Trout fishing has picked up nicely in the Canberra-Monaro district in recent weeks, providing a pleasant contrast to the poor fishing experienced early in the season.
Intermittent rainstorms right across the region have added just enough water to the large and small streams to keep a reasonable flow going, and as discolouration clears there has been some good fly and lure fishing.
The small streams between Canberra and Tumut in particular have fished well, with enough moderate-sized browns and rainbows to make a day or weekend trip worthwhile. Some of the larger streams also have been productive, with reasonable-sized browns and rainbows in the Moonbah, Yarrangobilly, upper Murrumbidgee and the Tumut.
The most successful lures have been small Celtas, Imp spoons, Mepps spinners, Strike Pro, Rapala and Halco minnows and blades. Fly patterns have varied on the day, but successful ones include Hare and Copper nymph, black and red Matukas, stonefly, small dark beetles, Nymbeet, Hairwing Coachman and Klinkhammer. Early mornings have been the most productive, but on some overcast days there was a chance of a fish rising at any time.
A few grasshoppers have been sighted, but it looks to be a poor season for ’hoppers generally and the big yellow ones in particular. Normally at this stage of the summer the plague grasshoppers are around in great numbers, but they just haven't shown this season. A few fish have been taken by bait fishers using the scarce green ’hoppers that can be caught on the stream bank when their wings are still wet in the early morning. The preferred technique is to impale the insect with a small hook through the carapace or shoulder, then float it downstream on its own or with a small bubble float. On the day, especially when nothing else works, it can be a deadly technique.
Some of the larger lakes also have yielded some nice fish. Bait fishers have taken small to moderate rainbows on scrubworms and PowerBait. The rainbows have mostly been those from the most recent hatchery stockings and are about 30cm long, but there is another batch that weigh about 1.5kg. Curiously, too, some hefty browns have been taken on PowerBait, which they don't normally like very much. One angler at Jindabyne took browns to 1.8kg on Lime Twist PowerBait on 3 separate trips, and at Eucumbene another angler using the same bait landed a brown weighing over 2.5kg.
Scrub worms have still been the dominant bait for both browns and rainbows, and some nice fish have been taken late in the day and at night.
Mudeyes have shown in great numbers in recent weeks. The larval mudeyes crawl ashore at night and climb up the nearest object (including anglers!), to shed their skin and hatch into damsel and dragonflies. Trout dearly love mudeyes, so if you see an area with plenty of husks where the creatures have been hatching, that could be the place to fish the following night. You can use live mudeyes with a waggler or bubble float, or fly fish with imitations such as Craigs Nighttime, Mrs Simpson, or an endless array of fur and fibre models.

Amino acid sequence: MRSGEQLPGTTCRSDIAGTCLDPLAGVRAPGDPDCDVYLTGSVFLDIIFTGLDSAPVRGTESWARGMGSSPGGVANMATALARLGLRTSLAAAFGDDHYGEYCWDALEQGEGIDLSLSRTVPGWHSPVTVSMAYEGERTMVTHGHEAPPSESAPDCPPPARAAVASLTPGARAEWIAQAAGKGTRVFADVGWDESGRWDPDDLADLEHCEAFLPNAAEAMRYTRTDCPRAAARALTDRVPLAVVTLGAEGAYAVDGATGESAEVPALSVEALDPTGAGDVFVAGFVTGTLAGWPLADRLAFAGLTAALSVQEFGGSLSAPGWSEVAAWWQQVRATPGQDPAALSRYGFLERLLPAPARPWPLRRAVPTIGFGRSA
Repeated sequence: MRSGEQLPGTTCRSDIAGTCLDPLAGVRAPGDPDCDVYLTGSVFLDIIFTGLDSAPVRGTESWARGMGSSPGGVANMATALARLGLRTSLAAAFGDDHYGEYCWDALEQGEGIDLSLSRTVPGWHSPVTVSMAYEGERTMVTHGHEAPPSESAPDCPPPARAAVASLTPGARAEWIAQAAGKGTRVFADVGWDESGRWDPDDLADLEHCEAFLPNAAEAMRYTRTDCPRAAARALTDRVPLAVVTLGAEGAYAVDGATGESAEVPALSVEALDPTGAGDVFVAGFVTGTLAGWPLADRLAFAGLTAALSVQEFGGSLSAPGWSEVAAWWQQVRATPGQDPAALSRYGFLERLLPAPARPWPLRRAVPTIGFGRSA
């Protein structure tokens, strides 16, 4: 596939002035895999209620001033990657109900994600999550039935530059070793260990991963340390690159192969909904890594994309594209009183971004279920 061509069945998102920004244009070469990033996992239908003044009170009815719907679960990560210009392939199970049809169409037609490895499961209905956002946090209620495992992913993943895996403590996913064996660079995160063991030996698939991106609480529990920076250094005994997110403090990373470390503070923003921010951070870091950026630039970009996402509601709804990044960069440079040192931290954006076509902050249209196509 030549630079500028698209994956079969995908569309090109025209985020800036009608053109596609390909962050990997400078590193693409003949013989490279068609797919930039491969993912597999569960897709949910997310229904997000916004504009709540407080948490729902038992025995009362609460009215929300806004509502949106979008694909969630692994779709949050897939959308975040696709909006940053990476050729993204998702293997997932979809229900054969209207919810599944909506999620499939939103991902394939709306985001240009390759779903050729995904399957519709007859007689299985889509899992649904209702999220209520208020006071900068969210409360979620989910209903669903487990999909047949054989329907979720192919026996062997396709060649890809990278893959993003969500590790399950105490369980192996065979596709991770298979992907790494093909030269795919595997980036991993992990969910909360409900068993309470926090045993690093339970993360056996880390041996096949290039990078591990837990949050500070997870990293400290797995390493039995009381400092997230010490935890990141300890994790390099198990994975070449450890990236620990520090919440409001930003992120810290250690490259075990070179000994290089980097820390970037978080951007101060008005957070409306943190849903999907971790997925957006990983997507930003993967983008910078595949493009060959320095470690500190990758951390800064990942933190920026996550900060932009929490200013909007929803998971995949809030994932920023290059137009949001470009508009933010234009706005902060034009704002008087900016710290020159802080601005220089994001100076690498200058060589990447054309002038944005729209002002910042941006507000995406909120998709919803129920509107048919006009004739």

The urban lakes have fished well, with hordes of redfin for anyone who chucks in a lure or bait, and enough golden perch and Murray cod to make serious bait and lure fishing worthwhile.
Golden perch have been taken on scrub worms, yabbies, and on spinnerbaits and deep divers. Most of the fish have been in the 30-45cm range, but occasional larger specimens have been taken. Normally 1-3 fish can be expected in any one location, but recently 2 anglers fished under the Dairy Flat road bridge upstream from Lake Burley Griffin and caught and released 13 fish in a session.
Some nice Murray cod also have been taken. Matt McCauley landed the largest, a 107cm specimen, which took a worm in Lake Ginninderra. The fish took 45 minutes to land on 3.6kg line, but was still in good condition when it was photographed and released. It is thought to be the largest or second largest cod ever landed in Ginninderra.
Burrinjuck has dropped to about 45 per cent of capacity as water is bled off for downstream irrigation. The fishing has declined accordingly. Nevertheless, some good cod and plenty of golden perch are being taken during the day and at night.
Tim from Wagga has the best cod to date, a 124cm specimen which took a large AC Invader well after dark. Other cod have been taken on spinnerbaits and an array of deep divers.
A number of large cod, some well over 1m in length, have been found dead in the reservoir, prompting local Fisheries Inspector Tony Day to call for anglers to be more careful when handling fish for photography and release. The correct procedure is to cradle them in both arms to ensure minimal damage to the spine, not hoist them up by the head and gill plates in the old heroic ‘big fish’ pose. Even better, leave them in the water whilst being unhooked.
This is the old way we used to show off a big Murray cod until we realised the risk of damage we might be doing to the fish’s spine.
This is a safer way to show off a big cod; supporting it with both hands to minimise damage to the spine and the skin. This fish is the 107cm cod Matt McCauley caught recently in Lake Ginninderra.
It's even better to leave a big cod in the water for trophy photographs whilst unhooking it. If you can't get a decent photograph, gently tow the fish to shallow water where it is easier to get a good picture.
Fly fishing for Murray cod is an interesting and testing challenge. Dave Eals was pleased with this little fellow — his first-ever on fly and caught in one of Canberra's urban lakes.Reads: 637